By Sharon May
Don’t mean to be morbid, but, inevitably, I will die, and I worry I won’t attain my writing goals. Health and age are bummers. What can be done about that? Write as quick as hell, I figure.
Whenever I write with intensity, I have an emergency, often medical. I have been writing with constant pain in my right wrist for four years. After three surgeries, it may be gone. Success? Not so fast, my gremlins remind me.
Almost recovered from December’s surgery, I hurt my right hand. Don’t have a clue how, but I severely bruised the hand, which has a metal plate from knuckle to arm, so as to prevent the wrist from bending. Did it in my sleep by turning over on the hand or sleeping on it, the ER doctor thinks. Bruising is temporary, but I lost a week’s worth of writing.
I also ruptured a tendon in my right ring finger. Not a clue what I was doing in my sleep. Air typing maybe? The tendon can be fixed with surgery. Not doing that since I have the ability to push down on the keyboard. Can’t lift the finger up completely, but how necessary is that? The finger hurts when typing. Fortunately, not yet enough to stop me.
The injury has me thinking of a time to come when I could be incapable of typing. I considered that a possibility with the second surgery. I bought a version of Dragon Speak, which I used during my recovery. After that, I drifted away from it. Time to wake up the dragon.
If you have ever used this program, you know there is a learning curve for both user and program. I had to set up the program for my hillbilly accent. Note: that wasn’t a choice in the program, and I selected southern English. Not quite the same. Also, had to learn commands to punctuate, set up a page, format numbers, and so on. Had to speak slowly to match the computer’s speed, which is a bit of a problem as I apparently think and speak faster than it interprets. There was always a rather long lapse between my speaking and the words appearing on the screen.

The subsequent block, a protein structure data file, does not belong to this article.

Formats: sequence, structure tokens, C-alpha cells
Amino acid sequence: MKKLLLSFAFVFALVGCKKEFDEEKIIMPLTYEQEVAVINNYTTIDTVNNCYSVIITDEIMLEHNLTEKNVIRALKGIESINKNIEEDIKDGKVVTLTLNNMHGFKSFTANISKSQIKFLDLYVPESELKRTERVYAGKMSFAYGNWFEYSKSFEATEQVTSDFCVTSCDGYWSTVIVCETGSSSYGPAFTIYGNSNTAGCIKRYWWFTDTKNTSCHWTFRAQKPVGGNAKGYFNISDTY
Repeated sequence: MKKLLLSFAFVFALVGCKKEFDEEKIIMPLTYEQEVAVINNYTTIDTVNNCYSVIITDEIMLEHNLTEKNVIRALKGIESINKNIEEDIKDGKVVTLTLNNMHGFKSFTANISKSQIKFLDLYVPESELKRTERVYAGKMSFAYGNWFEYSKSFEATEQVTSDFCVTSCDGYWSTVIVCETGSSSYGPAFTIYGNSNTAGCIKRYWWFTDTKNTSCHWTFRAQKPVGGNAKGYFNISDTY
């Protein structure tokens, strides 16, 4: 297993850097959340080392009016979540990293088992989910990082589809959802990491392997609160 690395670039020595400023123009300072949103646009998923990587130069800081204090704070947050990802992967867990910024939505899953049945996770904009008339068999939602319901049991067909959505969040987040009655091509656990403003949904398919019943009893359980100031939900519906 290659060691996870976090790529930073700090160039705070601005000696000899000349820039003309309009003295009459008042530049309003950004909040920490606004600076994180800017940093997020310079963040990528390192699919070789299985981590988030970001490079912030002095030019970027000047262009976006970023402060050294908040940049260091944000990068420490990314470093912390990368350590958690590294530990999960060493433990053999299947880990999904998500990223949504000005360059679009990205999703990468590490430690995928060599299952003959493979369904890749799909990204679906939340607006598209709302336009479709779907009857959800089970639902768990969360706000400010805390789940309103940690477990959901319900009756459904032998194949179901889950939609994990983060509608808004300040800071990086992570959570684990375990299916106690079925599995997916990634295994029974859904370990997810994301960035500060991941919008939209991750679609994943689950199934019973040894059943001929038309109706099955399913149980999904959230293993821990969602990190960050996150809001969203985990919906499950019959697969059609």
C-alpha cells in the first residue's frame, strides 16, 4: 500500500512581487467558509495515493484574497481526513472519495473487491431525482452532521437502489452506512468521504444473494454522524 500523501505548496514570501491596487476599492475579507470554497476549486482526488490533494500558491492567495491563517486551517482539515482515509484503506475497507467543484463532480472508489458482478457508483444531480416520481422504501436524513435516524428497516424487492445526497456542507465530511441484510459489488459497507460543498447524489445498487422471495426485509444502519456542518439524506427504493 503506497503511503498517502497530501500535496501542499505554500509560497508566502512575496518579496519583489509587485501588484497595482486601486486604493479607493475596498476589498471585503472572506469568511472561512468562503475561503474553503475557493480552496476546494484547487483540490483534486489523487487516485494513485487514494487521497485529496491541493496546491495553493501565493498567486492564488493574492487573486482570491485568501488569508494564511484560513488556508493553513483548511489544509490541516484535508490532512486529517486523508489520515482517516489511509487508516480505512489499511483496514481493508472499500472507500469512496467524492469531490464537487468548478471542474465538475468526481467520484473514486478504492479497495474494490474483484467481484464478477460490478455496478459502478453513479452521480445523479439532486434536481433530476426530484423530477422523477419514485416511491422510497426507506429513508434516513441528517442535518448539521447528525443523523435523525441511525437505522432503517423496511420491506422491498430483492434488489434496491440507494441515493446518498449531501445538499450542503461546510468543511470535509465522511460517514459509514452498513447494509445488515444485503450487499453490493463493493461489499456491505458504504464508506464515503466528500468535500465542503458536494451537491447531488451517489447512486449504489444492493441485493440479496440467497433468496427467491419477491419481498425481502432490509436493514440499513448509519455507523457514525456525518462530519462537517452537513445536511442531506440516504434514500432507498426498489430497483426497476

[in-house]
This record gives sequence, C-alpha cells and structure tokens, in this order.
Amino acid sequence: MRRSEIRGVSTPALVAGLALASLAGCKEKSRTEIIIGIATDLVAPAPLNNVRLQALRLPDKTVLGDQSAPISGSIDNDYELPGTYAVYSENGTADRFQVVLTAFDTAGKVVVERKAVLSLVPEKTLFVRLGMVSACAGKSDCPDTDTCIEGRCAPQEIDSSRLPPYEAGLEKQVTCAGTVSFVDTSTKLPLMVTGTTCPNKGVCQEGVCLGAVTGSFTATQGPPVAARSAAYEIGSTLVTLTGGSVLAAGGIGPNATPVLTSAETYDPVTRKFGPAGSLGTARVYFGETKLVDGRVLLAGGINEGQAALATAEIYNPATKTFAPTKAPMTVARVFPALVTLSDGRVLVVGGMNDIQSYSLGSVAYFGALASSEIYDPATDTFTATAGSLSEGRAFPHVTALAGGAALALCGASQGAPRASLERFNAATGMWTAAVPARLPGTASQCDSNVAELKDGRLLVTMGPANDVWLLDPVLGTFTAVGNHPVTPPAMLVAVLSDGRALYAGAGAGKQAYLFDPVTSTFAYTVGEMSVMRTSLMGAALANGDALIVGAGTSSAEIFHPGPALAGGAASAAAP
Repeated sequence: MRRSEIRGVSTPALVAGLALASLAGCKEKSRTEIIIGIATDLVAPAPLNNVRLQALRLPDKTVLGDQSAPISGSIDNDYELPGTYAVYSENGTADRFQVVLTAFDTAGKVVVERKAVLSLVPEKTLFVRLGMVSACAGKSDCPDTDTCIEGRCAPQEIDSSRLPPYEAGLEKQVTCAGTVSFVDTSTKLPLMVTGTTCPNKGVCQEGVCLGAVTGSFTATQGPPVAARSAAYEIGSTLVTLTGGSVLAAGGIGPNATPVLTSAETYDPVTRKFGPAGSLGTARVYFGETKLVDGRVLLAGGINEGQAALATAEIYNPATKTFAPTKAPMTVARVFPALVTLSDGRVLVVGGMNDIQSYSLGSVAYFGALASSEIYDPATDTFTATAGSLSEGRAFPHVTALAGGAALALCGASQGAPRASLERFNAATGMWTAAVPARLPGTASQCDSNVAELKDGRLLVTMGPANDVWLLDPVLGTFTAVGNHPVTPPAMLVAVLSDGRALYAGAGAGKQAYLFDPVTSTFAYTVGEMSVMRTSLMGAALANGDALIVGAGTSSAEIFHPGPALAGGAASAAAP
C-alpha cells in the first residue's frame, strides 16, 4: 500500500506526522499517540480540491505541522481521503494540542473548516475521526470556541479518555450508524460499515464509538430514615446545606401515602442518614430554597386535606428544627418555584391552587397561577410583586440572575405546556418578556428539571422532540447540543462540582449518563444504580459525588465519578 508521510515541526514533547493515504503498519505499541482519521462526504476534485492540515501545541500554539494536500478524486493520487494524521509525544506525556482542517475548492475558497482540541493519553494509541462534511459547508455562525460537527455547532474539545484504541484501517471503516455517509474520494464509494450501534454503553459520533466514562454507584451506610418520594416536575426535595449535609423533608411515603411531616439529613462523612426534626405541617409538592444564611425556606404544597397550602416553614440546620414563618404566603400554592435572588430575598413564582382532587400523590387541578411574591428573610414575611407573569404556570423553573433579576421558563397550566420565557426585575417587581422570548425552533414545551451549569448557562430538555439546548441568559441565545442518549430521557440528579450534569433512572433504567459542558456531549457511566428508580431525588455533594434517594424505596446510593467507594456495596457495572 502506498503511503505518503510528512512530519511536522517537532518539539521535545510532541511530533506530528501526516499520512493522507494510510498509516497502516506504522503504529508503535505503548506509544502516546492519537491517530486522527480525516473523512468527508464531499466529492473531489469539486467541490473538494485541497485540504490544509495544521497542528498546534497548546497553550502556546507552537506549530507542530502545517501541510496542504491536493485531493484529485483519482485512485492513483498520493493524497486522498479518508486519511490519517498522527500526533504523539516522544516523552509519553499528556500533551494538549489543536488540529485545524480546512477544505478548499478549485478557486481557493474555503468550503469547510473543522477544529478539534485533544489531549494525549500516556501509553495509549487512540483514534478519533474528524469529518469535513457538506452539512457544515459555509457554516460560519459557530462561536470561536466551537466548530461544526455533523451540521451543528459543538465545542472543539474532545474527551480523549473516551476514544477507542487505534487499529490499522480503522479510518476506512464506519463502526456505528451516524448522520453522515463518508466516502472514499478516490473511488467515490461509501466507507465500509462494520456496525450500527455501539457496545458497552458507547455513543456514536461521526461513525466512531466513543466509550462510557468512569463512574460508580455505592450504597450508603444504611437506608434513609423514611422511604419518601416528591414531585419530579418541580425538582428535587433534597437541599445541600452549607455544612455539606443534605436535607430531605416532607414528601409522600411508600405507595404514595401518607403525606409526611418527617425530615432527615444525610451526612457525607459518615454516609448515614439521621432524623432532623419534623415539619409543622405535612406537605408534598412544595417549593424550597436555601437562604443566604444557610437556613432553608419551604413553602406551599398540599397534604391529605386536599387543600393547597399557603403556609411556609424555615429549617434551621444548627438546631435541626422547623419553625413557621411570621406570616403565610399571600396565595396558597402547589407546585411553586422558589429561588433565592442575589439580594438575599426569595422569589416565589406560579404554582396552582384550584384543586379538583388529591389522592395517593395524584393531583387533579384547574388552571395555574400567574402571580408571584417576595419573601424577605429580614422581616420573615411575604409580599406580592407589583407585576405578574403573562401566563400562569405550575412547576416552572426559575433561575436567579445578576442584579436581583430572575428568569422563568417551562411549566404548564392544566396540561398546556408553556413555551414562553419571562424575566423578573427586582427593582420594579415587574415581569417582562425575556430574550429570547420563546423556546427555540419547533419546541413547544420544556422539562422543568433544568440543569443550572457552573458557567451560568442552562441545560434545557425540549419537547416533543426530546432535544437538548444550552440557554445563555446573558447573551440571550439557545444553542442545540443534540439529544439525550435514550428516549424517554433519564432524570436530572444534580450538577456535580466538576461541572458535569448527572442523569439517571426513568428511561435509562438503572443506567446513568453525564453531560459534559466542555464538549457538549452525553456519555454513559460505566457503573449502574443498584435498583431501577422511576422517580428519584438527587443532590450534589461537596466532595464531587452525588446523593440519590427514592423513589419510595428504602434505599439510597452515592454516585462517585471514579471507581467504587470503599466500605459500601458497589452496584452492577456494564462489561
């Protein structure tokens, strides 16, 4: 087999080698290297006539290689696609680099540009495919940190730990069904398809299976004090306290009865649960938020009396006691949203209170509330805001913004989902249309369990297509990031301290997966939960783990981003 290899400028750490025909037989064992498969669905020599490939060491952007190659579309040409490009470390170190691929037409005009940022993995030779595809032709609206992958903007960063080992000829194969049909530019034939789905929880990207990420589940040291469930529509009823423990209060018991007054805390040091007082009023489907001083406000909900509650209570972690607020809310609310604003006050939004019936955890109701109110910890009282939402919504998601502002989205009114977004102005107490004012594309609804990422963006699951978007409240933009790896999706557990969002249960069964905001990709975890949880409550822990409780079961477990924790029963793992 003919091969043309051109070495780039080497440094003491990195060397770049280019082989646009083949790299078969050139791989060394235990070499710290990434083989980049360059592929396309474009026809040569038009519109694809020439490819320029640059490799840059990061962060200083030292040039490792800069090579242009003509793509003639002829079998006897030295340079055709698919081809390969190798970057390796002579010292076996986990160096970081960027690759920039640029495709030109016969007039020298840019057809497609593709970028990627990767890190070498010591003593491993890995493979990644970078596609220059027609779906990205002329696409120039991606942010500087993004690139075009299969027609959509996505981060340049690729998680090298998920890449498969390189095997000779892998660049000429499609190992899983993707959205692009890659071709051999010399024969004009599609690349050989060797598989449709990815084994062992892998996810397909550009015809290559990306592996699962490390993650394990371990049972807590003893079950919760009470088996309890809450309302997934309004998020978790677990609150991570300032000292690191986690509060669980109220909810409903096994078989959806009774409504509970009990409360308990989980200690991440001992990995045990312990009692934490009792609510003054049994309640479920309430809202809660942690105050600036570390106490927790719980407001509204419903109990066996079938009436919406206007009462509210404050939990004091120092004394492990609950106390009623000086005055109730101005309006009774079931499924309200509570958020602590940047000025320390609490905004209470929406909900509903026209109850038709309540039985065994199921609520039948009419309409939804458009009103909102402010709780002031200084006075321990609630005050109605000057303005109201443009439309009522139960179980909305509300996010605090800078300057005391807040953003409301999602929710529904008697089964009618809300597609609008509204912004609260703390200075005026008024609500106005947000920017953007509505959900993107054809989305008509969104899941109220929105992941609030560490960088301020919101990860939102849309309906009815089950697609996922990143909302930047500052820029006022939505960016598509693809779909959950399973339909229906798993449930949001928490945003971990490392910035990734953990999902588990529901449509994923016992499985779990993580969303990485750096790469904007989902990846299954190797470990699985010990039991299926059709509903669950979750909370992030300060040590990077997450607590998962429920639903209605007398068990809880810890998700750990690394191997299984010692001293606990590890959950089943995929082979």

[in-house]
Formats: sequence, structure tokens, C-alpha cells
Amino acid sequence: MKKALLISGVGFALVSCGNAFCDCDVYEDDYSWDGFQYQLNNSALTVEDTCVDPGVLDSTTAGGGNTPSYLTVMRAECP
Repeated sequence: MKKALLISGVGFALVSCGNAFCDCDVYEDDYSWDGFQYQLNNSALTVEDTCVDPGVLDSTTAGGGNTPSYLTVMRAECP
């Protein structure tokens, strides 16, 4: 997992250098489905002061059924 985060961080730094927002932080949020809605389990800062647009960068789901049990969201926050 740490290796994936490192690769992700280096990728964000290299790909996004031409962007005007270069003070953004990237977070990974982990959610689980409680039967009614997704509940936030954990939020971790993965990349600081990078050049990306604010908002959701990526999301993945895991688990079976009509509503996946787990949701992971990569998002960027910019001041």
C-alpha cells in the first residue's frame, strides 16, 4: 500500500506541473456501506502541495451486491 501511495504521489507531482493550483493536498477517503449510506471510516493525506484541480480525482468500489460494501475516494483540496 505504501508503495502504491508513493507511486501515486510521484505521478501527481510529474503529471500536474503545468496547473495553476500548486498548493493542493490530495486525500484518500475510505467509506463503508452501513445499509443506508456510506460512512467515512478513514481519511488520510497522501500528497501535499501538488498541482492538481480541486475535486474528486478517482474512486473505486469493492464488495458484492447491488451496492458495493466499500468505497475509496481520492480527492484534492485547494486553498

The program has to learn as well. Recognizing accents and enunciations is important, and sometimes the program doesn’t get it. One time, I said “initiation,” but “consideration” appeared. Not even close. Then there is the lexicon of Appalachia with lots of archaic words and unique idioms rarely in the program’s dictionary. For example, I had to add “quare.” I understand all of this will get quicker with experience but it does take time from writing. Remember, time is the big worry.
As you know, time flies by. Seems to move faster every year. In retrospect, I would have treated my writing with more urgency. Can’t change that. But I can devote my time to writing now, as well as find assistive technology to keep me on track.